September 19 — The Federal Reserve reports that almost 19% of families headed by someone 75 or older have a mortgage – up sharply from 10% in 2001. Today’s Wall Street Journal article provides some practical tips if you are in the situation of retiring before your mortgage does. You can use a calculator to determine your mortgage payments. One of the common dilemmas that many people have is what to do if you have more savings than mortgage – should you pay it off quickly and forgo the home mortgage interest deduction? Jonathan Clements suggests that you take the plunge and use some of your savings in that case to reduce your mortgage. You will lose the deduction, but paying off is a better option because your loan rate is higher than your savings rate, and most interest you earn is taxable anyway.
Clements cautioned about using 401k savings for this purpose, since you will have a tax penalty for taking out the money.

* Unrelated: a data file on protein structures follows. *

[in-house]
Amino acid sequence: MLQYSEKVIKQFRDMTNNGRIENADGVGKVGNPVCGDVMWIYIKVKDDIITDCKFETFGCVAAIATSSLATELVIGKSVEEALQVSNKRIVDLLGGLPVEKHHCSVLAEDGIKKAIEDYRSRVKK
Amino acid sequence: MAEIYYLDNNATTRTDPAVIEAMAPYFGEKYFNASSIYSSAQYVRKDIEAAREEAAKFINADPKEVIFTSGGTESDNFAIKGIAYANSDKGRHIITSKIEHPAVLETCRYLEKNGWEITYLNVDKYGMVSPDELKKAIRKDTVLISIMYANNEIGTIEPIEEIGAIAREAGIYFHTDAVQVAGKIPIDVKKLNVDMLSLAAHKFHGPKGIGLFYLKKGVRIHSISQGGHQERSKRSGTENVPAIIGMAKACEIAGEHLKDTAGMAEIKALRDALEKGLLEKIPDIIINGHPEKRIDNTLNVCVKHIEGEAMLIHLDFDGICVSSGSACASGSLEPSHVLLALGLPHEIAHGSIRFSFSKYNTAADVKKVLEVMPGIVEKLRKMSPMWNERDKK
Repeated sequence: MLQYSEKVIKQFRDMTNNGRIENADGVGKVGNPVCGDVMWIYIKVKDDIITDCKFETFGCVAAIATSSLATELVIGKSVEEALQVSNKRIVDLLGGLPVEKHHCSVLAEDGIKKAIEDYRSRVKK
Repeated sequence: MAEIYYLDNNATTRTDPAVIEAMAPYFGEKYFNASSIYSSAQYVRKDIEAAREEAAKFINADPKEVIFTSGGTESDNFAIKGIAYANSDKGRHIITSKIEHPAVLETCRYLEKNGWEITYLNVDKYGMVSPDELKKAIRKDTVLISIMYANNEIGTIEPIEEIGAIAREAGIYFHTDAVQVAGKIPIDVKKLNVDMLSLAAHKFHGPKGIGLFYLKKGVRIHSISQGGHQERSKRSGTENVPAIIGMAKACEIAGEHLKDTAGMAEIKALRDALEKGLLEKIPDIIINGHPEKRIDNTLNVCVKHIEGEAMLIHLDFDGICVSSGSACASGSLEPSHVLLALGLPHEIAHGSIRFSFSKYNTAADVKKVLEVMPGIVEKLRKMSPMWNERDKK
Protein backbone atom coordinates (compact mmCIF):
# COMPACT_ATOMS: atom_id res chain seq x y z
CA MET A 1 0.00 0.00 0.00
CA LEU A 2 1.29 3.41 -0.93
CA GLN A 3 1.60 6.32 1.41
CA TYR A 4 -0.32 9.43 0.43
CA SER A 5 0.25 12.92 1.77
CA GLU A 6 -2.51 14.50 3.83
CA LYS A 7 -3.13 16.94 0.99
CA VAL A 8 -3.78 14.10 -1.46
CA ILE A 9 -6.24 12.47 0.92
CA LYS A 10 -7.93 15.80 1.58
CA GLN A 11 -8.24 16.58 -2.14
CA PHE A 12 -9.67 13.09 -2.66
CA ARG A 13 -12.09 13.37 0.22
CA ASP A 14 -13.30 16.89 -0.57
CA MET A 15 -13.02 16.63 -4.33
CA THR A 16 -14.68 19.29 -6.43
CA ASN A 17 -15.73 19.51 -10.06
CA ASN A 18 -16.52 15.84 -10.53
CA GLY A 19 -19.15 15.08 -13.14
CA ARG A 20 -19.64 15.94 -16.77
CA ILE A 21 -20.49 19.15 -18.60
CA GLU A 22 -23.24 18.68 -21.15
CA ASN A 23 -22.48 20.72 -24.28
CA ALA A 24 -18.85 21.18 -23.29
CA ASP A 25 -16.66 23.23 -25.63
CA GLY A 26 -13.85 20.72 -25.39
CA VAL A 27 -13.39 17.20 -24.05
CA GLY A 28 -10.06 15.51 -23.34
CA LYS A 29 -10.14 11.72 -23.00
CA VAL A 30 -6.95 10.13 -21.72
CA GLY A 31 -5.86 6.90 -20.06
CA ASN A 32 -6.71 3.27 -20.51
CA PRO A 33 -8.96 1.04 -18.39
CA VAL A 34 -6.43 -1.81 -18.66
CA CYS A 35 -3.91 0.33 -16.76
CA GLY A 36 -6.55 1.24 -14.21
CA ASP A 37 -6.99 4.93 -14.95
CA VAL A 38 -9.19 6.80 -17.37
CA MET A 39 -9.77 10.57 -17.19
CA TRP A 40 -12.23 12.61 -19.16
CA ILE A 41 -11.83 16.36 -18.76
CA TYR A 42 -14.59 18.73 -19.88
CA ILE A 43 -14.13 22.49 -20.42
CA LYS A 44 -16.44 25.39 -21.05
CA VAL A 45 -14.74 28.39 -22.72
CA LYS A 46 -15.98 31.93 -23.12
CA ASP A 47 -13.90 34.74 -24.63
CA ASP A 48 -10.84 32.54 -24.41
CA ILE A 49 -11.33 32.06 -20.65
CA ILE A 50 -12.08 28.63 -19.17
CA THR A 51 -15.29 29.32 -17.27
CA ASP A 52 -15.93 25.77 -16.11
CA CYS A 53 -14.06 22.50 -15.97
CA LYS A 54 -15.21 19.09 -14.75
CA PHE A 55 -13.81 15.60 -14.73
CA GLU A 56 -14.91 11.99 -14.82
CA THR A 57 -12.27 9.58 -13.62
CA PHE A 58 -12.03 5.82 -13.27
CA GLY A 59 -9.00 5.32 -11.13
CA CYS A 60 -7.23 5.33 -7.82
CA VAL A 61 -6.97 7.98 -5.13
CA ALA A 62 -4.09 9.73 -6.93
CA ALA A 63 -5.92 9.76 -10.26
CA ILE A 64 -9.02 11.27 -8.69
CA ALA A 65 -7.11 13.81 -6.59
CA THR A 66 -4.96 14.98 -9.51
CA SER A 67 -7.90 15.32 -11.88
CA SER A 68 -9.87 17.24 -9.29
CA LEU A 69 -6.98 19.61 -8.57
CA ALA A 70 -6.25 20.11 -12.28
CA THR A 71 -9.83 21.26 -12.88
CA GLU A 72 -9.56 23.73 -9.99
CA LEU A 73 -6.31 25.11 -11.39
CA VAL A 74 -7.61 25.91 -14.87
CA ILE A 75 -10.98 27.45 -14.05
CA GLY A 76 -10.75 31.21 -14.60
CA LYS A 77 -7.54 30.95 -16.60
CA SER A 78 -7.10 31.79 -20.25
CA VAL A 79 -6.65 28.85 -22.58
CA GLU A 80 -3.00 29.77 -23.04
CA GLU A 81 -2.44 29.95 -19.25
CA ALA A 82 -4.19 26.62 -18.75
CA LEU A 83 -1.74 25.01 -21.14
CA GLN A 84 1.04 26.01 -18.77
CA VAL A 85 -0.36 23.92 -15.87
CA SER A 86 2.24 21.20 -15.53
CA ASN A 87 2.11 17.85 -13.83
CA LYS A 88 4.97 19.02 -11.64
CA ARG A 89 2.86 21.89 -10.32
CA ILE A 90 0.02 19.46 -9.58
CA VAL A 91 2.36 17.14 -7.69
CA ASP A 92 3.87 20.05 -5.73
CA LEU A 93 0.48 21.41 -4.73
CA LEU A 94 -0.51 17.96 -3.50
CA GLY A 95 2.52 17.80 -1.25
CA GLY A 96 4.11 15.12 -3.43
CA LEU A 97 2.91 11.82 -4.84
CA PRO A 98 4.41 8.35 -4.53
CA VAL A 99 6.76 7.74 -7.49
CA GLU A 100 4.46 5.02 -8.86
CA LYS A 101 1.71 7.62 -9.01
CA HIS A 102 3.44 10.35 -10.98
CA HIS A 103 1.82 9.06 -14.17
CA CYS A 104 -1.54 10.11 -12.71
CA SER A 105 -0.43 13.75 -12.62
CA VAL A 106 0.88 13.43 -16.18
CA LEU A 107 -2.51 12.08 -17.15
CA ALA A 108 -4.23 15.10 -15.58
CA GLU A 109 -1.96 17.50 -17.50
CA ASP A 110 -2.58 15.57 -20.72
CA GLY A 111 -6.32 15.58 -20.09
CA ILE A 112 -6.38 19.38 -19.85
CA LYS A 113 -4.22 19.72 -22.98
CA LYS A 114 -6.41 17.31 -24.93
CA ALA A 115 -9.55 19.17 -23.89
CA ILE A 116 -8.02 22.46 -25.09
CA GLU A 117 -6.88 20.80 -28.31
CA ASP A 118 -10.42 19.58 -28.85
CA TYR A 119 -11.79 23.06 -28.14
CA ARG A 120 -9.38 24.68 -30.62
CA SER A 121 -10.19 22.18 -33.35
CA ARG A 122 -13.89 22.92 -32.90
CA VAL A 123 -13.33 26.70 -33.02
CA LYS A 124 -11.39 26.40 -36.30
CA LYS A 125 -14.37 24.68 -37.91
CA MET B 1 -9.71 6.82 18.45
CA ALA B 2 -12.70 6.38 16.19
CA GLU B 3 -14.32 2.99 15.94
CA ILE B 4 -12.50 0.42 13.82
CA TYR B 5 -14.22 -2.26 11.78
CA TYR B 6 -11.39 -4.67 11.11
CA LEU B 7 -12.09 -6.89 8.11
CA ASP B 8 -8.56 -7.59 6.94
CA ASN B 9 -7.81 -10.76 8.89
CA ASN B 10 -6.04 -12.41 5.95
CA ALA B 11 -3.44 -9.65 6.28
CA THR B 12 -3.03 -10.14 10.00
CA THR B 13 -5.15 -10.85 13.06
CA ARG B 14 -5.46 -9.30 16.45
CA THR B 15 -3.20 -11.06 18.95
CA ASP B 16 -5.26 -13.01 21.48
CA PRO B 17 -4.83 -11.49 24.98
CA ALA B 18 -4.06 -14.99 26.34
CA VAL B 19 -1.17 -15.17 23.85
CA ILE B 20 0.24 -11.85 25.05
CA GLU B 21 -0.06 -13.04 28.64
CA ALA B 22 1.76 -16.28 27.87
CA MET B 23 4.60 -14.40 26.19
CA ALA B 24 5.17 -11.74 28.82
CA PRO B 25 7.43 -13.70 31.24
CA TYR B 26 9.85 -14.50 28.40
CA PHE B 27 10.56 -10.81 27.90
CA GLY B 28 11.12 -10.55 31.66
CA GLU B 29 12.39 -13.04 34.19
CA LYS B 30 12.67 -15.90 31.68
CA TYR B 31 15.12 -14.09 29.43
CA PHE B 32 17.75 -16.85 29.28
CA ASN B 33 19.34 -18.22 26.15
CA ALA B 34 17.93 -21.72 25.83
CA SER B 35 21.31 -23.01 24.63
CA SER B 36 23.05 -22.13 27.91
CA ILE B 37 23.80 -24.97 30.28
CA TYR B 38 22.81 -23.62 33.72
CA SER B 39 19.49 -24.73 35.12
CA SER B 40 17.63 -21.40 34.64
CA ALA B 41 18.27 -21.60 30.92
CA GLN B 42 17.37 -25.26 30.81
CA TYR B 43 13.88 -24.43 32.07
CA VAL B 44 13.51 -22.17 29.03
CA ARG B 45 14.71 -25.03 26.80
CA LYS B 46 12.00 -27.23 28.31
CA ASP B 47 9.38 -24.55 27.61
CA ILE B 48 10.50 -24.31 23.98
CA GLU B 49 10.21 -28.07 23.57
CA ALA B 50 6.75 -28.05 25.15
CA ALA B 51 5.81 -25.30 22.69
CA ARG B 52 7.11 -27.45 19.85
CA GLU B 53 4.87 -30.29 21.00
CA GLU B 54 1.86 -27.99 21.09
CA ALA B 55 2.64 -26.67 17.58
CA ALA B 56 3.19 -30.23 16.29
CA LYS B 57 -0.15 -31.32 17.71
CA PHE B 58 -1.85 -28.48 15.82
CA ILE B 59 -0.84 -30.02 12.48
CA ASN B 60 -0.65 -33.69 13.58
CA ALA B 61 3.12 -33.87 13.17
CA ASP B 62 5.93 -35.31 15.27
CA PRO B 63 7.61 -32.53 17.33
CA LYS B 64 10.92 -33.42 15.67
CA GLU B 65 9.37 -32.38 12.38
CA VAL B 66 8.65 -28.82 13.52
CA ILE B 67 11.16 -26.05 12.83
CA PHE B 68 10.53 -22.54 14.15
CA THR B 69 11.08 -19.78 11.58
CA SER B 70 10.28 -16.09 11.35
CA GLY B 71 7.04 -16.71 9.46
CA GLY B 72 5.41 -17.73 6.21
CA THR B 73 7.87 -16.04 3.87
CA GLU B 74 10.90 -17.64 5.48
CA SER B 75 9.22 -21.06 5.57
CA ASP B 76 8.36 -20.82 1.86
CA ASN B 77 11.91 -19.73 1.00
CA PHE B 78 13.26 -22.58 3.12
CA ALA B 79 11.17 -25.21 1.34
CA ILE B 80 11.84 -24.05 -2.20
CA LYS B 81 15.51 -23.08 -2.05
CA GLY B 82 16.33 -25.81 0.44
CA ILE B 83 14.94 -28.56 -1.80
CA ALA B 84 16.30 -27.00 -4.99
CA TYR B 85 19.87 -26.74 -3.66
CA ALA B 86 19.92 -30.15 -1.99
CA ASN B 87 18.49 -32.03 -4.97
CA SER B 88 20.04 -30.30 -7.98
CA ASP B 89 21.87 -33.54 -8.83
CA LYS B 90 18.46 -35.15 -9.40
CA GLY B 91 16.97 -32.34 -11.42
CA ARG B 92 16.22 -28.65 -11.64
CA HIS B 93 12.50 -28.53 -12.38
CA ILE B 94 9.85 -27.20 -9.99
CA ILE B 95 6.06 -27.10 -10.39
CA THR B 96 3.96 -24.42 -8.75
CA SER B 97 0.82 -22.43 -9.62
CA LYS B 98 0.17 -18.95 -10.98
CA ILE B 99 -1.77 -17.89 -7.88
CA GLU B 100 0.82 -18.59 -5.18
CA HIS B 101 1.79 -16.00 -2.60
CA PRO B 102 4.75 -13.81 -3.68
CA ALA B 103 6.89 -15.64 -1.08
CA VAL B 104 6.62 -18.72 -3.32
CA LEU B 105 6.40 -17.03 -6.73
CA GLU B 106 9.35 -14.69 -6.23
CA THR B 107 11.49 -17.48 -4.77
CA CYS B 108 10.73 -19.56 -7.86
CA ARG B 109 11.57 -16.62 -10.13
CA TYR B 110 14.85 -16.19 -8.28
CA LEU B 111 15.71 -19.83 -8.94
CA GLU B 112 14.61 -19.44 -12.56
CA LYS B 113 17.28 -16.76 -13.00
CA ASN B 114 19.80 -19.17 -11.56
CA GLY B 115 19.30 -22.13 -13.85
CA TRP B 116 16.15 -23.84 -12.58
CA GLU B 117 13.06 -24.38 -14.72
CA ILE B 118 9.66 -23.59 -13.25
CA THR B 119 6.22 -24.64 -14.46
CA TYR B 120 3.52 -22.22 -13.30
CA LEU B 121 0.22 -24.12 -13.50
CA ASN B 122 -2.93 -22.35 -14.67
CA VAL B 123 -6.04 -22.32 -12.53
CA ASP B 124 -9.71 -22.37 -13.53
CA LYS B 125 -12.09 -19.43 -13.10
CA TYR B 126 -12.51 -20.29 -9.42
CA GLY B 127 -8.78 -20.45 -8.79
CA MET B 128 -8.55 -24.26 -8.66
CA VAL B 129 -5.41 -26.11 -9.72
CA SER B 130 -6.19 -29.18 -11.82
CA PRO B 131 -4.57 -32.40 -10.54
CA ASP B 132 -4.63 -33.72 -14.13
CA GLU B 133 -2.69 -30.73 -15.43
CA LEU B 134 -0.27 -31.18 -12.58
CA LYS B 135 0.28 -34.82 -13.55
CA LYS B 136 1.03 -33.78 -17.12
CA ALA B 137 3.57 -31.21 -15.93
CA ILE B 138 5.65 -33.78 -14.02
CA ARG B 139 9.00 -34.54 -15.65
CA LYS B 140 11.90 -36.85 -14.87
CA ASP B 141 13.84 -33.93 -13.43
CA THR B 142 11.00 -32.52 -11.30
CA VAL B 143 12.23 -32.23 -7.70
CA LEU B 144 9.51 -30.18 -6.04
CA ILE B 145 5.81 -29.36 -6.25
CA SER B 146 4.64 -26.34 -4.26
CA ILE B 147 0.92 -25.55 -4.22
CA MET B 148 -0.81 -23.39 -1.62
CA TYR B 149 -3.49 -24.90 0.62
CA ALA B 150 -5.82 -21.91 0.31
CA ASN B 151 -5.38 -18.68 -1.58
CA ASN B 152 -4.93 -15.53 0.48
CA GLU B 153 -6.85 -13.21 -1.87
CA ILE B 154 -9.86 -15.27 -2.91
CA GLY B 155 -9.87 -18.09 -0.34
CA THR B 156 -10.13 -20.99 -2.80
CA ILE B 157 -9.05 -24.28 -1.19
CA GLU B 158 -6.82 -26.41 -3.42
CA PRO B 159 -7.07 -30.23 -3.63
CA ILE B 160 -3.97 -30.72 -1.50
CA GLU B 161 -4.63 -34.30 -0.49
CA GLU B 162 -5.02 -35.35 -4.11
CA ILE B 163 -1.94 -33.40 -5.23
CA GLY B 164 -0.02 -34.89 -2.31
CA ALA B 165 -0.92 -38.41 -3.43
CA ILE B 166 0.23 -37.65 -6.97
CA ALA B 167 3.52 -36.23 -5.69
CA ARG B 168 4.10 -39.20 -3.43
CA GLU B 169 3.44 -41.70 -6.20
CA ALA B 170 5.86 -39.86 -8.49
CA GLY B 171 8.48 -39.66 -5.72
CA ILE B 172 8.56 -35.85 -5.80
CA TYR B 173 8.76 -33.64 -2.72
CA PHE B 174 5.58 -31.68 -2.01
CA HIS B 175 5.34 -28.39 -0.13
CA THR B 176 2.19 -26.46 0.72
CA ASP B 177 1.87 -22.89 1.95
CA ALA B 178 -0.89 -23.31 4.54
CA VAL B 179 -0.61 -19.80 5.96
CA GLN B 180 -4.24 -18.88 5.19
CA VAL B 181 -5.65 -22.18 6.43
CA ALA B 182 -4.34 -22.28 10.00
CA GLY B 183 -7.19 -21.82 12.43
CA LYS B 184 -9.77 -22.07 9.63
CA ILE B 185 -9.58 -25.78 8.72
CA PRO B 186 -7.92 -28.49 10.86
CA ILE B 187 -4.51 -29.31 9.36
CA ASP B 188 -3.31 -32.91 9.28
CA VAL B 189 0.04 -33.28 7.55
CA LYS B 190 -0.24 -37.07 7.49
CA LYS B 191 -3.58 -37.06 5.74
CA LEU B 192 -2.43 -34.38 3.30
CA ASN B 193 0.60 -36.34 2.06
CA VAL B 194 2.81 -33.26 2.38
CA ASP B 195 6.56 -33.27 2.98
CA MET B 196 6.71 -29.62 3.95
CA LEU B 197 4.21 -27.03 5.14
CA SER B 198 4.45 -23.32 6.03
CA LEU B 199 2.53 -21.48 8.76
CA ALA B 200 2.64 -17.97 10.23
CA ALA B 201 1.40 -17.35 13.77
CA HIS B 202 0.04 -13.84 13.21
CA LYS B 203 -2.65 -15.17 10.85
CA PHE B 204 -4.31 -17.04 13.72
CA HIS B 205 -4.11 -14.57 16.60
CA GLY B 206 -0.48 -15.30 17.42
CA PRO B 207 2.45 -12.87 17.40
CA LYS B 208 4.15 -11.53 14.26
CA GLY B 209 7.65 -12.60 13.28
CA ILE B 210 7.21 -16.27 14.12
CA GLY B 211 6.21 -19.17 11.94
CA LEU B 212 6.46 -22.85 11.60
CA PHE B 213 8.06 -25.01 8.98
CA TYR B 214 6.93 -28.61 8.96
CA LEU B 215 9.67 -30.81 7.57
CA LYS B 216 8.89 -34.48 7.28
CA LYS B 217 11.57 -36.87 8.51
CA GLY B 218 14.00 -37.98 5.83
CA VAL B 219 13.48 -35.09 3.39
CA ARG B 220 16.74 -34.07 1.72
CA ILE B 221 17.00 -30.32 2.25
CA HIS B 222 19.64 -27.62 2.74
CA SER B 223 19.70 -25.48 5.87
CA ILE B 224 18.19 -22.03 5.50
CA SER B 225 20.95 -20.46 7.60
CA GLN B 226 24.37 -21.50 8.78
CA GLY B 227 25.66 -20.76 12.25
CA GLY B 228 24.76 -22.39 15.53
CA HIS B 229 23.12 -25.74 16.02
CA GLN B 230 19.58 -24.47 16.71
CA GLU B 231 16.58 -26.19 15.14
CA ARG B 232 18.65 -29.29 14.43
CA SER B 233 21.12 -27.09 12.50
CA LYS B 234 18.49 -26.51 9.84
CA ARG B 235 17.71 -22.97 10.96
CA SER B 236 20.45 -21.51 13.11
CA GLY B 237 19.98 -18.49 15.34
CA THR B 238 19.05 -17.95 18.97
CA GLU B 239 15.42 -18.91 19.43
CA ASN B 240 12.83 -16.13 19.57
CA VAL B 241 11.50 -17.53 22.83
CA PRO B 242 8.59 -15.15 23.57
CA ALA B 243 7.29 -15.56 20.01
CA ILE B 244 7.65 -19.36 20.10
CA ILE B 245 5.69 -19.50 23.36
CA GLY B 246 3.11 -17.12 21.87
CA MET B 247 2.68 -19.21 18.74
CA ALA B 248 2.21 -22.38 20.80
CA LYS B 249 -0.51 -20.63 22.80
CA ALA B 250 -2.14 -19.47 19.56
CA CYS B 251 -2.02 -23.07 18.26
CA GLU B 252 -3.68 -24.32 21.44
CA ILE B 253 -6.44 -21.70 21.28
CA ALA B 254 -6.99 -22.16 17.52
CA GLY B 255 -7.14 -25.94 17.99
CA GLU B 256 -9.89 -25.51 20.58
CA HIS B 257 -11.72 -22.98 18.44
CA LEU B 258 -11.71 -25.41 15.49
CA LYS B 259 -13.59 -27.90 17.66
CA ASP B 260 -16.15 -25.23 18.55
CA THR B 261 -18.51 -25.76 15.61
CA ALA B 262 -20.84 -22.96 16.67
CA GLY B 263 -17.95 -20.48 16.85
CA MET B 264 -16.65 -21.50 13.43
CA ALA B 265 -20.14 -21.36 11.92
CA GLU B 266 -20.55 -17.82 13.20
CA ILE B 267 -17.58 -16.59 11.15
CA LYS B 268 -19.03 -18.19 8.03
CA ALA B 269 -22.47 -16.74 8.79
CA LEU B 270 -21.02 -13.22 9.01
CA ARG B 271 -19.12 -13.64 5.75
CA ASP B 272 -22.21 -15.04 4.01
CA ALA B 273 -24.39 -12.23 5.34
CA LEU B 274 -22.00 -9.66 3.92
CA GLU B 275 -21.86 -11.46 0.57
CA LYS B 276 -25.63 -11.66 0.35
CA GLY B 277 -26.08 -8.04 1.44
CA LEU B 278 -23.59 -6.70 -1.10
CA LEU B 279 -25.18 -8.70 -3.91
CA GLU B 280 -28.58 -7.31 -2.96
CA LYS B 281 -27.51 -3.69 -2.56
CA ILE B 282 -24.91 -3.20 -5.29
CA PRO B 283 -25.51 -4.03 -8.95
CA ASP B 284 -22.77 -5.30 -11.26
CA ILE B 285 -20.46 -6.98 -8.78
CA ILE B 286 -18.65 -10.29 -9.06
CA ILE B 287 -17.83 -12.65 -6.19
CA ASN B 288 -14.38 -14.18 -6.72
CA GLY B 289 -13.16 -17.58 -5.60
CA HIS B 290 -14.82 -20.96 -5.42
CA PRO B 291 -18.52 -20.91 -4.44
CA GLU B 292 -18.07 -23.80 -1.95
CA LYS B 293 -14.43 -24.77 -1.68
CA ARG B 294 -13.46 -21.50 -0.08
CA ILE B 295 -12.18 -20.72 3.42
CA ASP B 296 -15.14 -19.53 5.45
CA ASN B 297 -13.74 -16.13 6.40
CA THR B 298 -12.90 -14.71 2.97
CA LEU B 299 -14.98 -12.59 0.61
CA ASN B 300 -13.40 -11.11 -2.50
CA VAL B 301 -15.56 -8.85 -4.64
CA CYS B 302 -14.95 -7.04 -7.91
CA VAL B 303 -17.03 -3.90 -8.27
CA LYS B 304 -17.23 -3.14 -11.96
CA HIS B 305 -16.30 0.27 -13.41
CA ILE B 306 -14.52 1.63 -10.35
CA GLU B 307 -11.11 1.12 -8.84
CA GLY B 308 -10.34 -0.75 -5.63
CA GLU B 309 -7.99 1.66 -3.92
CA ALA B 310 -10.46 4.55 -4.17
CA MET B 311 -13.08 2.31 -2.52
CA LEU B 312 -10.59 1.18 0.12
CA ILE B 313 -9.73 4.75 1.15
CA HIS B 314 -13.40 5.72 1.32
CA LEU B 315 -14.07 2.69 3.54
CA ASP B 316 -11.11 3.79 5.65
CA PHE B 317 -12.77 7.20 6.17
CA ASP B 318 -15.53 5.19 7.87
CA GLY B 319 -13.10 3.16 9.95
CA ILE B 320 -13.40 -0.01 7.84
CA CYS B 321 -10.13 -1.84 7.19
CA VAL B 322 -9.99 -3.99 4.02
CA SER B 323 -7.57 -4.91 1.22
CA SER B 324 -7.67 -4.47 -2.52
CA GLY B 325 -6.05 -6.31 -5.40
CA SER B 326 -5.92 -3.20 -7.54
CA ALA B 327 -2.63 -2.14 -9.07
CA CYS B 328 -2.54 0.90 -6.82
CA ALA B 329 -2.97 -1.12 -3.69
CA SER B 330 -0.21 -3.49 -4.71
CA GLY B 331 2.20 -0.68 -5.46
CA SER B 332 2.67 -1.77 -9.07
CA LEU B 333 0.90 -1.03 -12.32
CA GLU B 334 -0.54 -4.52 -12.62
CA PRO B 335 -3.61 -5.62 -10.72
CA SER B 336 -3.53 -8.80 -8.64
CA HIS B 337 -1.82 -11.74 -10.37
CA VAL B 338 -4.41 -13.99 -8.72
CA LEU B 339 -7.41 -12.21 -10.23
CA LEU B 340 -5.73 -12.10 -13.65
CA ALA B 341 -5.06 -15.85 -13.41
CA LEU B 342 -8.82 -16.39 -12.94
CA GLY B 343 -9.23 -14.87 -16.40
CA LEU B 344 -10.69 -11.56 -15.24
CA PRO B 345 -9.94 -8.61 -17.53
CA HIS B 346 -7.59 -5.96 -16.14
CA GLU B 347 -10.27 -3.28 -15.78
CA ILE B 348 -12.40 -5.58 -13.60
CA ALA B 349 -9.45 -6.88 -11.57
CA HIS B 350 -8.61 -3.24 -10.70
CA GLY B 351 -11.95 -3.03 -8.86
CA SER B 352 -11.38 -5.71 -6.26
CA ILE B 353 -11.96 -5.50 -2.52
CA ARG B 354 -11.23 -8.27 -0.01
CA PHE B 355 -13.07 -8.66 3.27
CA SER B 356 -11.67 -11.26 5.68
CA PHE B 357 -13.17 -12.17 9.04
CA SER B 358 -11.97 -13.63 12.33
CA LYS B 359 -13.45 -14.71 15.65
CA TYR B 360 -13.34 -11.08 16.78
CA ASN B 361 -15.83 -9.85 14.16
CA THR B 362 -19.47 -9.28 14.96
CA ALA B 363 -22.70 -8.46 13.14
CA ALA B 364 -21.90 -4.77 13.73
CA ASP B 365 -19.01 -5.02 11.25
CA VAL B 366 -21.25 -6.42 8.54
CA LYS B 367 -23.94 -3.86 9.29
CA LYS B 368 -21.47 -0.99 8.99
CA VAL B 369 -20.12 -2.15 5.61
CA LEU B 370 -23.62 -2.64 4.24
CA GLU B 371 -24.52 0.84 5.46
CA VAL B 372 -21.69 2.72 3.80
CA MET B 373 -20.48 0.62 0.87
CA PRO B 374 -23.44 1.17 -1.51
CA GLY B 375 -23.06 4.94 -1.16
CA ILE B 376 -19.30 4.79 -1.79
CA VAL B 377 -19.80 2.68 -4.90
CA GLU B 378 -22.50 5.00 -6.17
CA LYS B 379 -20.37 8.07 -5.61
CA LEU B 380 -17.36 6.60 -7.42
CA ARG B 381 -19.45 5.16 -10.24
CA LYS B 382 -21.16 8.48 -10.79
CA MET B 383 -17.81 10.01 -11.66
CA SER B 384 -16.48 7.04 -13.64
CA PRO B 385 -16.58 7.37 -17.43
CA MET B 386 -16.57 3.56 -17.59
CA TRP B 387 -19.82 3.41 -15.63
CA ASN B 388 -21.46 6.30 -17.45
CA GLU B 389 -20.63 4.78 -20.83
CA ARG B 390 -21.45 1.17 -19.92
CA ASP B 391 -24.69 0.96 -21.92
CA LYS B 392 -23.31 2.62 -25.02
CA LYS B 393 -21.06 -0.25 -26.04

He also went through various scenarios including buying an annuity with money from your 401k to insure you will be able to make payments in future years. To do this properly you need to pay for the annuity directly from the 401k. Lastly, he laid out the situation where you still have a big mortgage and a long way to go to pay it off. Often the best strategy there is to sell your home and move to a smaller one to lower your monthly payments and insure your fiscal health. Of course your ability to sell your home in the current weak market comes into play, but assuming you purchase a new home quickly you will probably make up for whatever downside the market has now with a better deal on the new house. Wall Street Journal article on Retiring with a Mortgage.
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